CREDIBILITY Part 2: Making Your Story Believable
In my previous article, “Story Reality vs Real Reality,” I talked about how every story is on some level a fantasy, and what constitutes fictional “reality.”
Now I want to reveal how you can ensure that your own stories – no matter how imaginative or fantastical – remain believable to your readers, your audiences and your customers.
The Key Methods for Maintaining Credibility
1. In every sequence of your story, ask yourself, “Do my characters behave the way people with their backgrounds would normally behave in this situation? Is this their most logical response to the danger they’re in, to the desire they’re pursuing, or to the actions of the other characters?”
If you’re in doubt, ask yourself, “Is this what I would do if I were in this situation?”
If you were in danger, wouldn’t you try to escape or get help? Would you continue in a relationship if you realized the person might be a liar, an impostor or a killer? Would you be likely to forget about an object, a message or a clue that was obviously vitally important to the conflict you’re facing? Would you go on about your daily life as if nothing unusual was occurring, even though you’ve been plunged into an overwhelming crisis?
Incredible reactions like these can be seen in far too many movies, novels and TV episodes. Emulating those is likely to destine your script or manuscript to the rejection pile.
2. Don’t confuse credibility with documented reality. One of the weakest arguments you can make in support of your characters’ actions is, “But that really happened.”
Lots of unusual things happen in real life, and people often behave in strange ways. But in your fictional story, even if you’re adapting a true story, the characters’ actions must seem logical, and the events believable, within the context of the story.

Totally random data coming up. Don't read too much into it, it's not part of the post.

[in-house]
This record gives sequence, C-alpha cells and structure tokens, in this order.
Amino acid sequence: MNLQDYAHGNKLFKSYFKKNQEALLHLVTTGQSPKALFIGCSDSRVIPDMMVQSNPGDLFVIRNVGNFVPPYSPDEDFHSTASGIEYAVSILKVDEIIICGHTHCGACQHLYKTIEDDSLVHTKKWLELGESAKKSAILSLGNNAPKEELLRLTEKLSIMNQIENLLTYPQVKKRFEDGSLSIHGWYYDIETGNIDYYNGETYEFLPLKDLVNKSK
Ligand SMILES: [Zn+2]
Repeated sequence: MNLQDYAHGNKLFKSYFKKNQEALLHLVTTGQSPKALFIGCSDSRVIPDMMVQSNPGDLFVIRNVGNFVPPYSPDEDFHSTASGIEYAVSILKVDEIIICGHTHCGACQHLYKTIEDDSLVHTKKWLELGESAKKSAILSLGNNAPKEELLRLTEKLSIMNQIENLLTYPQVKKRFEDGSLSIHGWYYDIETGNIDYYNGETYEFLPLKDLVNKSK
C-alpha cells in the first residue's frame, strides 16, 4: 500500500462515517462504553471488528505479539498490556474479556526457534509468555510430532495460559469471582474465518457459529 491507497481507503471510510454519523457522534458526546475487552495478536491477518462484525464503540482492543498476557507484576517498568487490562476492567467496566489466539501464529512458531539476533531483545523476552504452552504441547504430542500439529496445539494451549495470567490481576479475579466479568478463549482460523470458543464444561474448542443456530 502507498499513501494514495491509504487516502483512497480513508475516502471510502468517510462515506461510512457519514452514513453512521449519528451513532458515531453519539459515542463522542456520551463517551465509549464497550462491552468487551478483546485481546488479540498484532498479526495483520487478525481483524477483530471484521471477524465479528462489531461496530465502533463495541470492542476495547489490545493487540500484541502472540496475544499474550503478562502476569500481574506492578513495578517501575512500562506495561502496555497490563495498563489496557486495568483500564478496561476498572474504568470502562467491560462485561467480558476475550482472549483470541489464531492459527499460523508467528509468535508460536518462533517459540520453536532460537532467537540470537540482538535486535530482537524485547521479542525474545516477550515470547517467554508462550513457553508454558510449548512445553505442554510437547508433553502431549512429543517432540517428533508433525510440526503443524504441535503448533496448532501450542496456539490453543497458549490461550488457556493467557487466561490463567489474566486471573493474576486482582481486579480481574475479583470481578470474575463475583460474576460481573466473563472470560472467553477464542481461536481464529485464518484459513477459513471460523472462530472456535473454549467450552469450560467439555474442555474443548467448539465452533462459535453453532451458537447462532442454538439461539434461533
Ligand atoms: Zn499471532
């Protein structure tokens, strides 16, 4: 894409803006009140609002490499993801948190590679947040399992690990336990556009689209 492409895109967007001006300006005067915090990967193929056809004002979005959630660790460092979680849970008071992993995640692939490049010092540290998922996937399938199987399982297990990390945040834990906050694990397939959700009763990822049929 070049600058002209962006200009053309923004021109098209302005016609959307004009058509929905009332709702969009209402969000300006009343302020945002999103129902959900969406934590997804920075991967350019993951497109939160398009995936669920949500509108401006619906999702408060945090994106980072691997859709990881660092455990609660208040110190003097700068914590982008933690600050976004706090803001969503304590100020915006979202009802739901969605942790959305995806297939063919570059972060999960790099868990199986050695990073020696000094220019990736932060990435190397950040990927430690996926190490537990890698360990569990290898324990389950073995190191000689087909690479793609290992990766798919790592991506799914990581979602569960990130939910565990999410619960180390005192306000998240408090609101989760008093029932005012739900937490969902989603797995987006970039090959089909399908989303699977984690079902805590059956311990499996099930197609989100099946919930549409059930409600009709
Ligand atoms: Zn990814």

3. Foreshadow the characters’ actions and abilities. If you want your hero to use karate in a fight with the villain, reveal her martial arts talents before it’s important to the plot. Show her practicing in the dojo early in the movie, when it doesn’t seem important, or open the novel with her beating down a mugger with her martial arts skills. That way, when it counts, your audience will subconsciously say, “Oh, that’s right. This everyday school teacher has been learning karate.”
Foreshadowing persuades your reader and audience to accept an action that in normal life might seem unbelievable. For example, in The Net, we are asked to believe that a woman would be unable to find anyone who could verify her identity, including her own mother. So early in the film, we see that she is a reclusive, self-employed computer hacker who never leaves her home, and whose mother has Alzheimer’s.
4. Openly admit the incredibility of a scene. If, against all logic, your hero pursues a lover who might be a hit man, have her best friend say to her, “Are you nuts? This guy could be a cold-blooded killer!” Then your hero can explain her actions in a way that is consistent with the personality and background you’ve given her. Subconsciously you’re telling the audience, “Look, I know this seems unbelievable, but let me tell you why it isn’t.”
5. Dazzle the audience with pyrotechnics. This is definitely the last resort solution to the problem of credibility. But if you keep the action moving fast enough, or if the setting is big and spectacular enough, the audience might not notice some lapses in logic.
I don’t really recommend this approach, but I can’t deny that there are hugely successful films – most based on comic books – which are way over the top in terms of reality, logic, and limits to the characters’ abilities, yet still make a bundle of money.
People go to the movies, watch TV and read fiction to have emotional experiences, and if the visuals are captivating enough, if the action moves fast enough, or if the humor is hilarious enough, audiences and readers will sometimes forego the pleasure of a tightly written plot with identifiable characters.
But if you’re a screenwriter, you’re treading on dangerous ground here, because such movies and TV episodes often require a huge budget. More important, even if you’re a novelist, in order to sell your story you’ve got to get past a multitude of readers who don’t have the benefit of seeing all your intended or imagined fireworks.
The best movies, the best TV shows and the best novels plunge everyday characters into extraordinary situations without ever losing the reality of their characters’ underlying humanity.